From James Monroe
Albemarle Decr 10. 1797.
You were so kind as intimate some time since you cod. accomodate me with a draft for two or three hundred dolrs. at Phil. At that time I thought I cod. get along without it, but the excessive charges attending the transportation of my furniture, far exceeding the real value inclines me to accept the draft if you can now furnish it with perfect convenience to yrself.
I have read the speech & replies, & really begin to entertain serious doubts whether this is the country we inhabited 12. or 15. years ago: whether we have not by some accident been thrown to another region of the globe, or even some other planet, for every thing we see or hear of the political kind seems strange & quite unlike what we used to see.1 Have you any explanation on this head from our political pilots at Phila.?
We are very lonesome and very desirous of seeing you if you cod. pay us a visit for a few days. I am projecting at my other place abt. a house, & wod. be glad of yr. aid.2 We have too few inducments I fear to make it an object with Mrs. M. to expose herself to the cold, not well to be avoided, in one of our offices or we shod. be happy she wod. accompany you & stay a week with us. Our best wishes to her & the family. Believe me yr. friend & servant
RC (DLC: Rives Collection, Madison Papers).
1. Monroe’s reaction to the president’s speech to Congress, given 23 Nov., presumably was caused by Adams’s agenda, which called for loans or taxation to support a military establishment needed to protect the commerce of the U.S. “Commerce has made this country what it is, and it cannot be destroyed or neglected without involving the people in poverty and distress.” For Republicans, another disquieting feature of Adams’s speech was his call for presidential power to postpone the sitting of Congress. The reply of the House of Representatives was agreed to with little debate and was presented to the president 29 Nov. The Senate had waited upon the president with its reply the day before (Annals of Congress description begins Debates and Proceedings in the Congress of the United States … (42 vols.; Washington, 1834–56). description ends , 5th Cong., 2d sess., 471–75, 630–52).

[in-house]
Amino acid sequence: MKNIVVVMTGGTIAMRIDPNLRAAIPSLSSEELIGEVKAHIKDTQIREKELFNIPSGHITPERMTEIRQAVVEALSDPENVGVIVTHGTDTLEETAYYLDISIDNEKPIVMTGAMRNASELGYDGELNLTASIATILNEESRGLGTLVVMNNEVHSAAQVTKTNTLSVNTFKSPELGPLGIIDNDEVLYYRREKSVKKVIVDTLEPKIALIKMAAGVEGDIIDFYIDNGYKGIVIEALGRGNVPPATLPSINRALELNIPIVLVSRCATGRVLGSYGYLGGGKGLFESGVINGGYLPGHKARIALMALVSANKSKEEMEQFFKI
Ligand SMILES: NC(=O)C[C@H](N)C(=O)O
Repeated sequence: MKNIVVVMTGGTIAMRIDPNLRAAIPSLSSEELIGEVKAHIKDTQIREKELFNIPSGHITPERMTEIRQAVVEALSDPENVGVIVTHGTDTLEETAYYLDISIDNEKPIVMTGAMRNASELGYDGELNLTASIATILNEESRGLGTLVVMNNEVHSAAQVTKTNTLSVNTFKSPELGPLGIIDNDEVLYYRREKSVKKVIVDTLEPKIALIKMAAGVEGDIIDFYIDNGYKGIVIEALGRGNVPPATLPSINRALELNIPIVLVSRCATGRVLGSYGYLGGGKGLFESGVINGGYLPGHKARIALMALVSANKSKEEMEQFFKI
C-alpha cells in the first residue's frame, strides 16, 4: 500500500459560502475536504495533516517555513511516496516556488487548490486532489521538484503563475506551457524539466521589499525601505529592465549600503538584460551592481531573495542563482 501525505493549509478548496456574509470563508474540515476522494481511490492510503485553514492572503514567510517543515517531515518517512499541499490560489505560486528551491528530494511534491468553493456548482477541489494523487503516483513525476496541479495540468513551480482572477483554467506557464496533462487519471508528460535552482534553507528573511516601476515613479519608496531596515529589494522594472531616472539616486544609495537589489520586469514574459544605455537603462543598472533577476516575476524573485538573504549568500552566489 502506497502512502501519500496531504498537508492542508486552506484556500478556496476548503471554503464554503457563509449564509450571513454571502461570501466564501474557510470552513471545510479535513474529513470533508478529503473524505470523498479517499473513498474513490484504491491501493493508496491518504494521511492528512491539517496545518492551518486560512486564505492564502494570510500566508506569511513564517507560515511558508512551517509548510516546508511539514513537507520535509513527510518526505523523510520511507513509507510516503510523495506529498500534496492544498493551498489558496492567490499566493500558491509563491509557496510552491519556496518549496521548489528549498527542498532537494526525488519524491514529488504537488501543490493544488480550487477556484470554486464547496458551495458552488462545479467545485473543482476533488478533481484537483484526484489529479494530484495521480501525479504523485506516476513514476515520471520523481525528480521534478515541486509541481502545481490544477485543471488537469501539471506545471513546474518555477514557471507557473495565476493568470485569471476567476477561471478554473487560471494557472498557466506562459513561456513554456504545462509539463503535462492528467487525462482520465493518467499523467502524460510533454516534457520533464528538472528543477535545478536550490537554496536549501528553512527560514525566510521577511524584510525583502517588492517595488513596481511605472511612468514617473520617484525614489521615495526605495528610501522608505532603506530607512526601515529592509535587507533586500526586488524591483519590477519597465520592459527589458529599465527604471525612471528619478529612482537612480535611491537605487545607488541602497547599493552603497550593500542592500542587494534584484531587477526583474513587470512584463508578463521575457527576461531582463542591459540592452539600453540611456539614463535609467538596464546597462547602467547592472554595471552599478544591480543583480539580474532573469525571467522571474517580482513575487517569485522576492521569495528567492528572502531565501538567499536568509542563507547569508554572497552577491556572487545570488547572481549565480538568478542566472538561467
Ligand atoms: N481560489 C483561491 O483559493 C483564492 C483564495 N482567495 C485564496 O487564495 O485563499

2. Monroe set up housekeeping at his home in Albemarle County, on the outskirts of Charlottesville, after his return from France in 1797. However, he began that summer to build a house on an estate adjacent to Monticello. The Monroes moved into the new place, called Highland, in December 1799 (Ammon, James Monroe, pp. 163–64).